[quote width="" align="left"]“When we heard the statistics about children, the same ages as our own being trafficked, we felt compelled to act. Now when we sit with these wonderful kids, each of the statistics suddenly has a face.  It’s a face that is covered with a big smile, and their smiles are now a part of our every day.”[/quote]

Before coming to ZOE, David and Andrea always had a passion for helping children. Married in 1999, they spent most of their early married life either volunteering as foster carers (caregivers) or as buddies on ‘Life Gets Better Camps’ for children who have gone through major grief (such as divorce or a death in their immediate family). These voluntary roles were fitted in, and around, their full schedules of family life and business.

davidcrossDavid is the Co-Founder of ZOE Foundation Australia and Manager of Child Protection and Communications at ZOE Children’s Homes in Thailand.

Managing Child Protection, David works to ensure that all the children at ZOE are continually looked after and protected in the best possible way.  He trains staff, volunteers, visitors and the children, on an ongoing basis, about relevant safety and protection issues. He also oversees the implementation of projects and programs funded by ZOE Foundation Australia to assist in the task of combatting human trafficking.

Though there have been several challenging times throughout their time in Thailand, they have seen God show up in amazing ways through the protection of their family, healing and answered prayers.  The support they have received from their family, friends and even people whom they don’t know personally has impacted them deeply and has been a very humbling experience.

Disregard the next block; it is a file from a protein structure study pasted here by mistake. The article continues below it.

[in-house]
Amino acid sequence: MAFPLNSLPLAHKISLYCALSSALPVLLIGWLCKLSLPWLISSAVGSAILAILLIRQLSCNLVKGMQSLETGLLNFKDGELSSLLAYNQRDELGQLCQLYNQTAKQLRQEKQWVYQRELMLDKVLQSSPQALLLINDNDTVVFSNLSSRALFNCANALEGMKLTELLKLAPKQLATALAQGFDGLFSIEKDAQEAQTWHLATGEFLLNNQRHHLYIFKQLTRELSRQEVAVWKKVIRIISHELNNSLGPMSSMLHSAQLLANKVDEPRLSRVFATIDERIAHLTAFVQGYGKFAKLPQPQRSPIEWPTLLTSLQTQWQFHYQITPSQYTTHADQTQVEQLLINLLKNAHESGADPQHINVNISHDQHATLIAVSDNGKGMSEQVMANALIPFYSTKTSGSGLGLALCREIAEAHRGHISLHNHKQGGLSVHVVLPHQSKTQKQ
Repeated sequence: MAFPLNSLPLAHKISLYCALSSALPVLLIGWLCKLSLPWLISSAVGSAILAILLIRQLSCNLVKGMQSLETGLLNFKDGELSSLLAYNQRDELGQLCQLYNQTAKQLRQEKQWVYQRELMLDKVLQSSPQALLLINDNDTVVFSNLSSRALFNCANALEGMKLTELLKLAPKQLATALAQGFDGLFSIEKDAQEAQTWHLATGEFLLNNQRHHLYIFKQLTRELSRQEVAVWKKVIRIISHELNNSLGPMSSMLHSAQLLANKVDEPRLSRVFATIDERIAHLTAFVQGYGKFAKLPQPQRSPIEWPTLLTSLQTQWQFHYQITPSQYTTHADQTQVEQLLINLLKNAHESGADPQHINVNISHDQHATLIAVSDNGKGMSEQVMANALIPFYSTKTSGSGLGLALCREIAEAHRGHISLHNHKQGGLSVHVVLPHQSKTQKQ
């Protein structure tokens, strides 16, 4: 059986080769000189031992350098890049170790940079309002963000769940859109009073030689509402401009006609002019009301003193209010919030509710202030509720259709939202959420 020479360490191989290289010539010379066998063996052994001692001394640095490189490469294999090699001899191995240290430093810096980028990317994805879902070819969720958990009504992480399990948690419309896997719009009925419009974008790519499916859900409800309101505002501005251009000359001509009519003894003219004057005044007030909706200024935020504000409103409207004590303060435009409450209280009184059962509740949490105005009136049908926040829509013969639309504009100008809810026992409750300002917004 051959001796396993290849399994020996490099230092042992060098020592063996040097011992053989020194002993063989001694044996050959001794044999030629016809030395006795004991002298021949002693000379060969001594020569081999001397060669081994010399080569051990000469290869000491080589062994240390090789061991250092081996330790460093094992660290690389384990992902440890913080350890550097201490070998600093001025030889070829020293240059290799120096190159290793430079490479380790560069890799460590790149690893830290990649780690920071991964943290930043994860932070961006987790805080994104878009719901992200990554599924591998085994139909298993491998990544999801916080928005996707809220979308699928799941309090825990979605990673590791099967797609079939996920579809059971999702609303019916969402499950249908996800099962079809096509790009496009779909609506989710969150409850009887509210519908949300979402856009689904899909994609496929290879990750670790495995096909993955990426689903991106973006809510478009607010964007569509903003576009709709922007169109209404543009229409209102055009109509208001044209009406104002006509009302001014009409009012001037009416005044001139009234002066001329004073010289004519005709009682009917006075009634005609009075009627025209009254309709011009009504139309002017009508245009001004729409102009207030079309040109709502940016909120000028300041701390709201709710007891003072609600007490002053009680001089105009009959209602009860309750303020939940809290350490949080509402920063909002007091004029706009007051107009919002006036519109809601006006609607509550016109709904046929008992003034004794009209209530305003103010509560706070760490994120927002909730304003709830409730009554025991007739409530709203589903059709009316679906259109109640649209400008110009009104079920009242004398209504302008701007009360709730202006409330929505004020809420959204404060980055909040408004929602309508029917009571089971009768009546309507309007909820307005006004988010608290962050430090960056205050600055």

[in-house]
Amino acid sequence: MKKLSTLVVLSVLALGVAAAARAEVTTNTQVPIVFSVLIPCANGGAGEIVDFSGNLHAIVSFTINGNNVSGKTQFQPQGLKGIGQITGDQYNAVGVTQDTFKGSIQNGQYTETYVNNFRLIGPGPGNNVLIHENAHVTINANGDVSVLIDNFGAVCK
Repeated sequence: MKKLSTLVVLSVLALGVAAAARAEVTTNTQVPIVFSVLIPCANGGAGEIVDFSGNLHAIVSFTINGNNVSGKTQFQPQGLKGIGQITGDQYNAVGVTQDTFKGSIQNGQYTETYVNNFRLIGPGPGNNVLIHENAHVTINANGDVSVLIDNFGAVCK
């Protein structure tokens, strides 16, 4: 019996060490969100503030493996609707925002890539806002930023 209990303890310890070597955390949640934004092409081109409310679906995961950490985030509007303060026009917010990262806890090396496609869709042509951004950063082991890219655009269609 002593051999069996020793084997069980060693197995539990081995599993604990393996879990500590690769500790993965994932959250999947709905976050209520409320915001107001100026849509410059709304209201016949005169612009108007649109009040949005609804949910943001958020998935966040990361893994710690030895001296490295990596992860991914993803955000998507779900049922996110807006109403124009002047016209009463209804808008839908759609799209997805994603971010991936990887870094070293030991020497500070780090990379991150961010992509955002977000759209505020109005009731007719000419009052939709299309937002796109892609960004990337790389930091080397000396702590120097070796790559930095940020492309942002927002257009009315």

The Cross family has grown to love living in Thailand.  Their children who were 1, 3 and 4 years old when they left Australia have now all lived more of their lives in Thailand than not, and it has very much become their home.  While language learning has been slow and difficult, the Cross children study Thai for one hour every day at the international school that they attend.  They have many close Thai friends.

The culture, the food and the varied experiences that the Cross’ have had as a family such as serving together, visiting villages, tasting different foods and even the opportunity to occasionally ride elephants, have all been an added bonus to the true joy of seeing first hand the young lives that are being healed and transformed through the love and care that they receive at ZOE Children’s Homes.

andreacrossAndrea is a trained primary school teacher and also enjoys writing.  While she still views her biggest and most important role as being ‘wife’ and ‘mother’ in her own family, she is committed to being a positive influence, role model and hope in the lives of others, through displaying God’s promises of a life of joy and peace.  She enjoys using her skills to help at both ZOE and her children’s school.

crossfamilyWorking as volunteers, the Cross family’s “salary” is primarily based on the donations of those who feel led to support their work in Thailand.  If you would like to be a part of their financial support team, you can give on a monthly or a one-time basis.  Prayer is also a huge need and one that the Cross Family would greatly appreciate.

You can keep track of the Cross family on their blog.